him in expressing their intention to recall Don Pedro de
Ayala. It is for their own good.
Has already told them that the ambassadors of the Archduke,
and the English commissioners, were unable to concert anything
between them ; that they had, therefore, come to his
house, and asked him to give his opinion on the subject in
writing ; that he had done so, and that his opinion was sent to
Henry. His proposals have contented the ambassadors and
the commissioners, and have been approved by the King, who
has made no alteration in them. The King sent two doctors
of his Council to him, to say that "since such is the opinion
of De Puebla, it shall be done." Hoping that the Archduchess
would hereafter cause an arrangement to be made
that would radically cure the evil, Henry dismissed the Bishop
of Cambray very graciously, and wrote flattering letters to the
Archduchess. Knows that he will soon receive letters from
the Archduke, the Archduchess, and even from Henry, urging
him to go to Flanders about this business. Is resolved not to
do so without express orders from them, especially as the affair
can, most probably, be satisfactorily arranged without his
Henry has held a great Council on the subject of the letter
of Madame Margaret. (fn. 4) The conclusion that was come to is,
"since the Archduchess (fn. 5) and her Council so decidedly reject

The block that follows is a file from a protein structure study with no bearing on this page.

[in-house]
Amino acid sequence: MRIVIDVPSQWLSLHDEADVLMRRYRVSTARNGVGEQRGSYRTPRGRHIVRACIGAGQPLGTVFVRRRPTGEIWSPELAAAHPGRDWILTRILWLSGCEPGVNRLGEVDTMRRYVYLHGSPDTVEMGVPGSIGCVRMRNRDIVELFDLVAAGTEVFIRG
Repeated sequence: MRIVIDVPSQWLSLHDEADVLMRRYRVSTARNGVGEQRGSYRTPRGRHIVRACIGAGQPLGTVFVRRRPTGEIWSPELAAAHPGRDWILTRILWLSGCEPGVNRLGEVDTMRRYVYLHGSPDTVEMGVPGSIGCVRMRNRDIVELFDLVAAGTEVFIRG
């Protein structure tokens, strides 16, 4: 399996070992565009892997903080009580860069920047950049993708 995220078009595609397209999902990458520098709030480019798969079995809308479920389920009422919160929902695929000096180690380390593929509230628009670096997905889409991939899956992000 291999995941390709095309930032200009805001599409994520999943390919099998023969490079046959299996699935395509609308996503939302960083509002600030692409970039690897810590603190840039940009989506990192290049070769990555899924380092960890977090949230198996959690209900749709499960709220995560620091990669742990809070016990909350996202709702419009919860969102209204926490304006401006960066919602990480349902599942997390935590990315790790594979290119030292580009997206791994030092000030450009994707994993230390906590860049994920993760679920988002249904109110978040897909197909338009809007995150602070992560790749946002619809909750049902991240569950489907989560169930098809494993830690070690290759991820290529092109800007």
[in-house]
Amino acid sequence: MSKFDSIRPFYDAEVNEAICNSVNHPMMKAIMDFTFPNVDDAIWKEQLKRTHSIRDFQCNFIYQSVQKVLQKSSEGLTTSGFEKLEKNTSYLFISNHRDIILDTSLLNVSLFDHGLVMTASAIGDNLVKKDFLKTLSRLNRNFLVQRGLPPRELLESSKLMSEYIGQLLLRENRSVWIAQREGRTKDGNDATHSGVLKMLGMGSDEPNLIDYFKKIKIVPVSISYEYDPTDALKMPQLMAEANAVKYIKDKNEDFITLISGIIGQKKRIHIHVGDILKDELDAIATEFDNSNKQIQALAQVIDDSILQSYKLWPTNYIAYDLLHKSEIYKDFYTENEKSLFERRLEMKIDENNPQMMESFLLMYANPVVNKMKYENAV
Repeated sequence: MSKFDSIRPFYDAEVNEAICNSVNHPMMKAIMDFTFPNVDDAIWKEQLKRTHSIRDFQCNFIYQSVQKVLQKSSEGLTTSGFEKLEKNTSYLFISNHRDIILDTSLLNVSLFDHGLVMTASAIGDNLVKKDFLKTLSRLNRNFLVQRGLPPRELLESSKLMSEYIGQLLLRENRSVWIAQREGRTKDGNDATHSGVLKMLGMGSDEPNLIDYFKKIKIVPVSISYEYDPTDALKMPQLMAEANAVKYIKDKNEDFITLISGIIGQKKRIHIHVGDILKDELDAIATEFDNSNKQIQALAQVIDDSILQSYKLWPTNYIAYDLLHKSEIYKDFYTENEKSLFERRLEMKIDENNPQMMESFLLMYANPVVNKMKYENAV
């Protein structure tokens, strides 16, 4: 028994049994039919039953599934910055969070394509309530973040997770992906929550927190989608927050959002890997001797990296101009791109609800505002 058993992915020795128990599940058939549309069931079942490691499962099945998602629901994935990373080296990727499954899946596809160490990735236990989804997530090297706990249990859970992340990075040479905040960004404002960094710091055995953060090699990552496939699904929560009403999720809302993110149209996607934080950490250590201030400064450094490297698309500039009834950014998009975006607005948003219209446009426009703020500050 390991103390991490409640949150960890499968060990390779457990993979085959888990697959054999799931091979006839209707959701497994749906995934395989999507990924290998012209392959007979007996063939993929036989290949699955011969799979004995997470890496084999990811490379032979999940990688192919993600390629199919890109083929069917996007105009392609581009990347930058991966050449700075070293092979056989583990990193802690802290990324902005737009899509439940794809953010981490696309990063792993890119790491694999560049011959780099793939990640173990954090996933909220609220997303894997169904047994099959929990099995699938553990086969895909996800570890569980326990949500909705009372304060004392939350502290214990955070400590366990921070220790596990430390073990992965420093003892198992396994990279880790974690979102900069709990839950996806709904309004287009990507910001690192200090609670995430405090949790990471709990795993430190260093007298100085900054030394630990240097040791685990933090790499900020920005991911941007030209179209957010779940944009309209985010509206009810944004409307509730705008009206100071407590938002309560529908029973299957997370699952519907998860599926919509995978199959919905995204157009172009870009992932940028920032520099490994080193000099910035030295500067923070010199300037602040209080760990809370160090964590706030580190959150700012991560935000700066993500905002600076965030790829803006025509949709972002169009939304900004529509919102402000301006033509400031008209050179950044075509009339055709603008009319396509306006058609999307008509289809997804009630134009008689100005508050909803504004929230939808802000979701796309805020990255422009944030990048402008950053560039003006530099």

the measures which the ambassadors of King Henry demanded
should be taken against Madame Margaret, a courteous
answer must be written to her on the subject." The
Bishop of Cambray takes the answer to Flanders, and is very
This messenger will take a letter from Henry to them.
Begs them soon to send an answer to it. It would be a great
comfort to Henry and to his kingdom to know that he is
included and excepted in their treaty with France.
Intends to assist the ambassador of the Duke of Milan, as
much as possible, in the affair concerning the marriage of the
son of the Duke to a daughter of the King of England.—
London, 25th of September 1498.
P.S.—Has heard that the. Duke of Milan would be content
with any of the daughters of the King of England, and
that he would make no difficulties respecting the marriage
portion. Thinks that, notwithstanding their intimate alliance
with France, this marriage would be of considerable advantage
to them, especially if concluded through him.
Addressed : "Altissimis potentissimisque Principibus Regi
et Regine dominis dominis ... Regi et Regine
By far the greatest portion is written in cipher, which is
deciphered by Almazan, Secretary of State.
Spanish. pp. 5.
S. E. T. c. I.
228. De Puebla to Almazan.
Has received his letter, with a copy of the bull of the Pope.
Has received another letter, written on the 8th of August.
Is astonished that his letters to Spain have not arrived. Is
always very careful in sending them ; and if he be in fault, it
is not from carelessness, but from too great zeal.
Begs him to send an answer soon to the letter he despatches
by the messenger. Prays God soon to re-establish the health
of the Queen.
Is glad that the King and Queen of Portugal are sworn as
Infantas of Spain.—London, 25th September 1498.
Addressed : "To the virtuous Miguel Perez D'Almazan,
Secretary to their Highnesses."
Indorsed : "To me, from Doctor De Puebla, 25th September
Spanish. Holograph, pp. 2½.